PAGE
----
Binge Eating Disorder and Weight Loss

Binge Eating Disorder and Weight Loss

Binge Eating Disorder and Weight Loss Success Strategies Binge Eating Disorder and weight loss goals tend to surface with New Year’s Resolutions. However, your therapist tells you, “Trying to lose weight can trigger binge eating.” And, your dietitian tells you, “Cutting calories too much can trigger binge eating.” But you’re wondering,”I’ve gained so much weight because of binge eating, so how can I lose this excess weight in a healthy way?” Based on my 20+ years of clinical experience in the treatment of Binge Eating Disorder and Obesity, as well as my own personal experience overcoming these issues, I have some Binge Eating Disorder and Weight Loss Success Strategies to share with you. Stop Trying to Lose Weight. You’re probably thinking, “But I want to lose weight!” As strange as it may seem, weight loss happens when you stop trying so hard to make it happen. Allow weight loss to be an outcome of other goals, such as reducing or eliminating binge eating. Don’t Diet or Forbid Food. Many people with Binge Eating Disorder attempt to restrict or forbid certain foods (usually the foods they tend to binge eat). However, deprivation eventually triggers binge eating. The key is to have “permission to have” all foods in moderate amounts. Learn Mindfulness Meal Skills. Binge Eating Disorder typically involves rapidly eating large quantities of food. Incorporating mindfulness skills at mealtimes can help to restore balance to the quantity and quality of food consumed. There are many books about mindful eating – and our therapists and dietitians at Positive Pathways can give you 1-on-1 guidance. Incorporate Intuitive Eating Practices. Intuitive eating is...
Sugar Addiction: Eat More Protein and Crave Less Sugar

Sugar Addiction: Eat More Protein and Crave Less Sugar

Sugar addiction – a behavior of binge eating sugary foods – is a problem reported by many people, especially at this time of year, when Halloween candy is so prevalent! Some “sugar addicts” attempt to abstain from sugar, only to find that restriction can trigger binge eating. As I discussed in my last blog (August 18, 2016), carbohydrates are essential for health, and sufficient carbohydrate consumption can reduce cravings for sweets. Now, let’s look at the importance of protein. I find very few of my clients are fearful of protein, which seems to stem from the messages from the media telling us that if we consume lots of protein, that means we will lose weight and fit into society’s view of perfection. I specifically just read an article saying protein can help us lose belly fat. Honestly? Let’s think about that a minute. How can eating a chicken breast cause fat in our belly to shrink? Keep in mind that everything we eat breaks down into calories. If we over consume calories, we gain weight; if we restrict calories, we’ll lose weight. We should consume a variety of nutrients from all food groups. We do not gain or lose weight from certain foods, but rather from calories. For example – if we eat fat, it does not immediately turn into fat in the body, nor does protein foods immediately turn into muscle in the body. All food breaks down to calories and the body uses them where they’re needed or burns off what isn’t needed. To better explain this, let’s say you overall eat a balanced diet and your weight is...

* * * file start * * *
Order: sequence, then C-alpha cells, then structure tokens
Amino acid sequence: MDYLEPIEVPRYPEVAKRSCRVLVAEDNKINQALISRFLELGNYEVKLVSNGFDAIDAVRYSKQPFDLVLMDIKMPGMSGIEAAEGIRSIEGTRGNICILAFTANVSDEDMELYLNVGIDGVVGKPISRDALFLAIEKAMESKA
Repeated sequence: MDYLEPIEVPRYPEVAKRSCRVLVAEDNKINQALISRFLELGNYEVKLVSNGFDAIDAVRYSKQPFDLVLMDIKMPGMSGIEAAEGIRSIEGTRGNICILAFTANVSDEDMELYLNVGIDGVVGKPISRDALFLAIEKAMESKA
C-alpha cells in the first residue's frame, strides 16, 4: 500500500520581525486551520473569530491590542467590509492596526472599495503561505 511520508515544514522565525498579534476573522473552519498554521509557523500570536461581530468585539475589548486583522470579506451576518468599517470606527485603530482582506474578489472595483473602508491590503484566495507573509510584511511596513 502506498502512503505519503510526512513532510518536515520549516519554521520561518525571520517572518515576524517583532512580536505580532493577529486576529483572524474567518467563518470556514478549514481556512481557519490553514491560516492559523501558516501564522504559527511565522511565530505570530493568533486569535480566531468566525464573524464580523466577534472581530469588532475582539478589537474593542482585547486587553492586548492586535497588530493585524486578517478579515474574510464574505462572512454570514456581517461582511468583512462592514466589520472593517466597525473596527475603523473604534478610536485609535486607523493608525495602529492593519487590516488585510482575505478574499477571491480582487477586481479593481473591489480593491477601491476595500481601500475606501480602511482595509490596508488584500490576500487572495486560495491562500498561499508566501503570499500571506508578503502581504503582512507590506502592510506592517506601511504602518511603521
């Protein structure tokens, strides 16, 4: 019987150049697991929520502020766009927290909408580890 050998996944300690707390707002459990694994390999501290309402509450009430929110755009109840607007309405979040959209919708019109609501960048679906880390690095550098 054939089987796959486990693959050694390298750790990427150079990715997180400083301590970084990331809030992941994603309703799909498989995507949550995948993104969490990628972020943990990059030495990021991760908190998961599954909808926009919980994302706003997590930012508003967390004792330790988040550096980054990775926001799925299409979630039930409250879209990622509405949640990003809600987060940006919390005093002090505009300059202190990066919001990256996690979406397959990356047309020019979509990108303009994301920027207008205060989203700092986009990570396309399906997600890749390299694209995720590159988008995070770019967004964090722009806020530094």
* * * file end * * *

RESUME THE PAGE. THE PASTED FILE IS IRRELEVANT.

Sugar Addiction: Why Am I Constantly Craving Sweets?

Sugar Addiction: Why Am I Constantly Craving Sweets?

Do you constantly crave sweets? Do you try to avoid sugar, but eventually binge? Do you wonder if you have a sugar addiction? We are constantly bombarded with conflicting nutrition messages; “Eat only foods that are fat-free or low-fat,” “Consume high fat food and lots of protein,” “Avoid all carbohydrates,” “Everyone should follow a Paleo diet,” etc. Let’s step away from the fad diet band wagon for a moment, and consider why it’s important to consume all nutrients in moderation – including carbohydrates. Foods containing carbohydrates are broken down to glucose in your body, which is the key nutrient. Examples of a few carbohydrate-rich sources are foods containing sugar like desserts or candy – as well as bread, rice, grains, lentils, potatoes, pasta, juice and fruit. Carbohydrates are an important energy source for your body, which you likely are aware of already. Not only are they important to provide energy for your body but they also provide fuel for your brain to function. Glucose is the only nutrient that can cross into your brain to be used as fuel to allow you to concentrate and think clearly. What is often not talked about is how important carbohydrates are for the production of making the messenger’s in your brain, specifically serotonin, which is responsible for functions such as making you feel happy and relaxed, as well as helping you sleep, regulate your blood pressure properly, have pain sensitivity and control your mood. Have you put carbohydrates into a “bad food” category? Especially sugar – have you told yourself that you should never eat sugar, because you have a “sugar addiction”?...
Eating Disorders and DBT: Finding a New Relationship with Food

Eating Disorders and DBT: Finding a New Relationship with Food

Eating disorders and DBT skills can go hand-in-hand – to find a new relationship with food. We often think of spring as a time for new growth – flowers are blooming, trees are blossoming, and life begins anew. We can relate this to our relationship to food – making new choices, feeling rejuvenated and getting a fresh start in recovery. However, every so often we’ll be in the midst of powerful changes with a spring-like attitude – then a massive snow storm will occur, and we feel discouraged and set back! Exploring eating disorders and DBT skills – with the DBT skill called Radical Acceptance – you can accept where you are, change your attitude, and move forward in a healthy and powerful way! Radical Acceptance means to look at your life in a new way. Instead of striving for perfectionism, why not strive for being healthy and giving yourself permission to feel the way you feel, even on a gloomy day. Let’s say you have been making healthy eating choices and making changes in your relationship with food, then something stressful happens, or it’s snowing out, or you feel sad or lonely and you decide to binge eat. DON’T BEAT YOURSELF UP! Instead try these four Radical Acceptance steps: 1. What was your role in what happened? 2. What was another person or situation’s role in what happened? 3. Accept what happened, even if you don’t like it, but realize that you can’t change the past. 4. Find a healthy coping skill to combat the pain. Also, realize that you have the POWER to make a new choice next time and it...